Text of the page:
in the semis, and Williams in the final. But the way it’s been going lately in the clutch, there’s little chance for a championship title in New York.
Petra Kvitova. If you don’t already recognize this name, learn it. Despite winning Wimbledon this year and overpowering Sharapova, many still aren’t familiar with Kvitova. It’s a shame, too, because unlike Francesca Schiavone and Li Na — who won surprise titles in Paris in the past two years — Kvitova could very well become a repeat Slam winner. She’s a powerful ball striker with a crippling lefty serve that keeps her opponents off balance. And she’s only 21; her skills are only going to get stronger and more refined. Hot off her Wimbledon run, Kvitova’s confidence and hard-court-tailored game should take her far in Flushing.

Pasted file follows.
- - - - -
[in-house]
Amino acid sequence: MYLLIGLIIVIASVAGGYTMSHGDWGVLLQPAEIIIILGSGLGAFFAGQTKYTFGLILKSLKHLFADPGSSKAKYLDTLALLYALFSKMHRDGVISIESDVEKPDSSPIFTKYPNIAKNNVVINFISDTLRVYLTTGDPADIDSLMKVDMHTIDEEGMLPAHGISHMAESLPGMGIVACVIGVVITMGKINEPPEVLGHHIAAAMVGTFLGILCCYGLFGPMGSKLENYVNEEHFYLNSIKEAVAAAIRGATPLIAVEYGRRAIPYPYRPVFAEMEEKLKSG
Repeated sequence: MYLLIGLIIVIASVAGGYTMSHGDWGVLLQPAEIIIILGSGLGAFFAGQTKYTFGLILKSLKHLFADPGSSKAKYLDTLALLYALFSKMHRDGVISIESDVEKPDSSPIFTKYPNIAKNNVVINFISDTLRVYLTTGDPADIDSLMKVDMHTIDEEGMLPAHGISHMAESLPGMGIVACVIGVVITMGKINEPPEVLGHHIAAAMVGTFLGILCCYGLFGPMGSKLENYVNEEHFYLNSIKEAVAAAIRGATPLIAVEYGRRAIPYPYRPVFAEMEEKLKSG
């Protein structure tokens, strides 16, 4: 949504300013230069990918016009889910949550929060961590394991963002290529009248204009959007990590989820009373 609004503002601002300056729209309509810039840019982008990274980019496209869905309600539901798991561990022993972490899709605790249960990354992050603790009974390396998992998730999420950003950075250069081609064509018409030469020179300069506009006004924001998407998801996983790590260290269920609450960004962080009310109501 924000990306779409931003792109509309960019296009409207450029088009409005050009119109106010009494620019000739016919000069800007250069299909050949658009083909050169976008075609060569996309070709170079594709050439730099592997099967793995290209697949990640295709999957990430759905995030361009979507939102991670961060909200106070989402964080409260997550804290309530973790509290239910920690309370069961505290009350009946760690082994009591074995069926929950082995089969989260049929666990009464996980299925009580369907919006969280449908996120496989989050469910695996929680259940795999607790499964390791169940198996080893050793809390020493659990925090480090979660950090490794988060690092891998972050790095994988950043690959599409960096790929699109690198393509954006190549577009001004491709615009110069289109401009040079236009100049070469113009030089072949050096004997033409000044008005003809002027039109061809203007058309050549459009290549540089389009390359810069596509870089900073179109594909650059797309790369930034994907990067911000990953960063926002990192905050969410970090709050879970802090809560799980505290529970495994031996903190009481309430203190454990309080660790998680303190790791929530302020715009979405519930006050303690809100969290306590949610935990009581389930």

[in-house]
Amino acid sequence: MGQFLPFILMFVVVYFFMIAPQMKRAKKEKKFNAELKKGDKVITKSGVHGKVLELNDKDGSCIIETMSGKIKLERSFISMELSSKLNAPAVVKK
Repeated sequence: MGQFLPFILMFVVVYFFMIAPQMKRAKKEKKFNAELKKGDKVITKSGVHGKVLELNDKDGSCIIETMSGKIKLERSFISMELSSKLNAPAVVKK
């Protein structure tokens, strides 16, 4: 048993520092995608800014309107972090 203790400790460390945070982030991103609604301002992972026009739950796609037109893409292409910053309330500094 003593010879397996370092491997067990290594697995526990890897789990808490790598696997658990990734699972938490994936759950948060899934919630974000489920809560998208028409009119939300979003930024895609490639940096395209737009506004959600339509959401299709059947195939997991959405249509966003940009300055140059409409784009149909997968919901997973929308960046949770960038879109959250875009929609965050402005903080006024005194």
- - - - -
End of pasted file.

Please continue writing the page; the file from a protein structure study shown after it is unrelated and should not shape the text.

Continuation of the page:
Caroline Wozniacki. Although she returns to the Open as the top seed, Wozniacki still hasn’t inspired confidence in her critics. And perhaps carrying around the number one ranking (without a Slam to her name) is finally taking its toll on her mental game. Belittled as a “pusher” — someone who’s not particularly dominating or skillful but wins by frustrating an opponent by always getting the ball back — the Dane was reduced to tears after her loss in Cincinnati to Christina McHale, a relative unknown. Soon after, Wozniacki fired her father as her coach and has been evasive about his replacement. Either way, she’ll come to New York a shaken player with a tenuous coaching arrangement, projected to face a rejuvenated Williams in the semifinals.
Men: Novak Djokovic
Women: Serena Williams
Lindsay Sakraida will be covering the U.S. Open for The Sports Section throughout the next two weeks.